Yesterday morning about this time there was a mad dash of people trying to get on Best Buy’s website to cash in on a $9.99 flat-screen television. Obviously this was a huge typo on Best Buy’s end, but before they could catch it online they already had sold no telling how many televisions.
Obviously, Best Buy is not going to make good or honor the purchases that came through on their website, especially in this economy. I heard a lot of people yesterday complaining that the lucky ones who were able to get in orders should get their televisions. Fortunately for Best Buy, they had a store policy in place that covered their tails, the people who jumped on this bargain will all get refunds in the mail, likely in the form of a best buy gift card.
If you missed the story, here’s a snippet from the Associated Press. And, if you own an online store of any kind, this might be an awesome opportunity to review your stores posted policies.
Few if any of the deals retailers have offered online during the recession have been as good as Best Buy Inc.’s sale price of $9.99 on a 52-inch TV Wednesday. But it quickly turned out the offer was too good to be true.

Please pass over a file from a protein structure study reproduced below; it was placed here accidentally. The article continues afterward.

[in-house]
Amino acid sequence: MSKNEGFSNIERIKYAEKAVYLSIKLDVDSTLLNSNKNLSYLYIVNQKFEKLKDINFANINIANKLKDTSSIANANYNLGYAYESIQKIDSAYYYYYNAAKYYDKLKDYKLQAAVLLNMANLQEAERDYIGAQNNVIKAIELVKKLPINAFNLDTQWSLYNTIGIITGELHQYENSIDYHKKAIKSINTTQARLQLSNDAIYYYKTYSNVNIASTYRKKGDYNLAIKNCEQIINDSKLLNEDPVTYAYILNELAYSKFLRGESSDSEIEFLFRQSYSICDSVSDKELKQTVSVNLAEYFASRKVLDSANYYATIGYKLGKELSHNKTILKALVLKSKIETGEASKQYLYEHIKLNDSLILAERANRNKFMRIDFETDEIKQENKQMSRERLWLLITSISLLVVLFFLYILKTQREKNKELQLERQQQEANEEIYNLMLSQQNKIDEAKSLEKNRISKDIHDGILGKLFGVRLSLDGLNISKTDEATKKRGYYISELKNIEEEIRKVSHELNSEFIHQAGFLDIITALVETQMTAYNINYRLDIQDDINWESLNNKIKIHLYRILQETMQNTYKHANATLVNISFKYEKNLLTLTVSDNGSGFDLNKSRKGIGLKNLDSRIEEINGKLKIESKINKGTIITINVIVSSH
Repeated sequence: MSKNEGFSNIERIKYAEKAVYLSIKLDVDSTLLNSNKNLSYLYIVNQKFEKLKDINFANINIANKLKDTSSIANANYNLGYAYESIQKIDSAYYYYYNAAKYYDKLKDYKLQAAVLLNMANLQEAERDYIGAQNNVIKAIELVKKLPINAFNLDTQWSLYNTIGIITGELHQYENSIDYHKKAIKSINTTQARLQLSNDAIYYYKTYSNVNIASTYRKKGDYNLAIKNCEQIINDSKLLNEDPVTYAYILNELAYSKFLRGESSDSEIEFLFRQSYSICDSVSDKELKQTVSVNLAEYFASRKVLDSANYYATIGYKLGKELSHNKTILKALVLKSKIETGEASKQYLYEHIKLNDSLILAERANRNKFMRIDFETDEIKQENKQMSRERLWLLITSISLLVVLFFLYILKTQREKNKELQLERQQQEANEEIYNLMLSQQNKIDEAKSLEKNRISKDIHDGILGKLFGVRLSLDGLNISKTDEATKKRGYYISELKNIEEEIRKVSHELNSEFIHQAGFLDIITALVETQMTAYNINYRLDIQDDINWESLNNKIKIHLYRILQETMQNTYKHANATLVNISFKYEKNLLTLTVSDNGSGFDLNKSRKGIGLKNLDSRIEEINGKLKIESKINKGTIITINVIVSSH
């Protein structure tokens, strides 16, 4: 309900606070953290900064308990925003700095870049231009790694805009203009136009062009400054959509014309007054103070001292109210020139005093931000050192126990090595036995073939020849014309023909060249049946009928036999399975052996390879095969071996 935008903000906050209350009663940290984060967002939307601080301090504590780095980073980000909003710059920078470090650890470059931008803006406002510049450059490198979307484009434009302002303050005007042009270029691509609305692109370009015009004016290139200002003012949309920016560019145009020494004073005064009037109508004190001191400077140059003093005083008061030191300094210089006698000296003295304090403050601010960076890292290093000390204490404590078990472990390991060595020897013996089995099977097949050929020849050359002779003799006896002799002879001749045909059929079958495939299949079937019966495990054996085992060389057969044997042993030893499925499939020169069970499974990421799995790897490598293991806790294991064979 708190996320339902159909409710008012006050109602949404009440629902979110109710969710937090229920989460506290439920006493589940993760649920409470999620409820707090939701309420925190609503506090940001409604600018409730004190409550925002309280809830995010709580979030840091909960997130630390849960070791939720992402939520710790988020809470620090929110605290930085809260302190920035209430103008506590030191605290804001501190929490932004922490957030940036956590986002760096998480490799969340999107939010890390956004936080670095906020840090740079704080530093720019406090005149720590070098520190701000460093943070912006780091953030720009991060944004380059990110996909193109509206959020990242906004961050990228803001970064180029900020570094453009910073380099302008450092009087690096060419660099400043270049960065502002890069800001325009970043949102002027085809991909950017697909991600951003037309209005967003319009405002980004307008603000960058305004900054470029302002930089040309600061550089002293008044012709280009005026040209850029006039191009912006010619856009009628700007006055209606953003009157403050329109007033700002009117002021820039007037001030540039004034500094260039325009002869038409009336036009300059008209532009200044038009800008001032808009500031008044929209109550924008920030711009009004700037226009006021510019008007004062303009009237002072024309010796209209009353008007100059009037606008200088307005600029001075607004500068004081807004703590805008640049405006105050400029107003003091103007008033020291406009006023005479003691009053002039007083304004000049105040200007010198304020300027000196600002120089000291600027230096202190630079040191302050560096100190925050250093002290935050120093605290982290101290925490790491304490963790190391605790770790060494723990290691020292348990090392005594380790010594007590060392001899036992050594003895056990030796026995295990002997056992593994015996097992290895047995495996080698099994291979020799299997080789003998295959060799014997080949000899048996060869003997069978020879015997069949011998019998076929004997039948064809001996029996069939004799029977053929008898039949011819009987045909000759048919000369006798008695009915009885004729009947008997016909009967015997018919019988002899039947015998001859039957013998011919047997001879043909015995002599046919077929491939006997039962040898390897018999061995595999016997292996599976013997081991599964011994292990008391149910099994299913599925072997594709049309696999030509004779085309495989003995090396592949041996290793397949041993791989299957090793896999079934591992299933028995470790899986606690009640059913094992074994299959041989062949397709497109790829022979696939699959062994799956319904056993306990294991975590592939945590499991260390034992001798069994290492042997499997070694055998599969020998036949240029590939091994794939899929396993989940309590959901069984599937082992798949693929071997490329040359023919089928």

The electronics retailer said it will not honor the $9.99 price posted Wednesday morning on its Web site for a 52-inch Samsung flat-screen TV. By early afternoon, the TV was listed at $1,799.99, almost half off the original $3,399.99 price.
Bloggers and Twitterers lit up the Internet with posts about the offer, some insisting Best Buy must honor it, others making jokes.
Best Buy, based in Richfield, Minn., said it has corrected an online pricing error and will not honor the incorrect price. Orders made Wednesday morning at the incorrect price will be canceled and customers will receive refunds, the company said.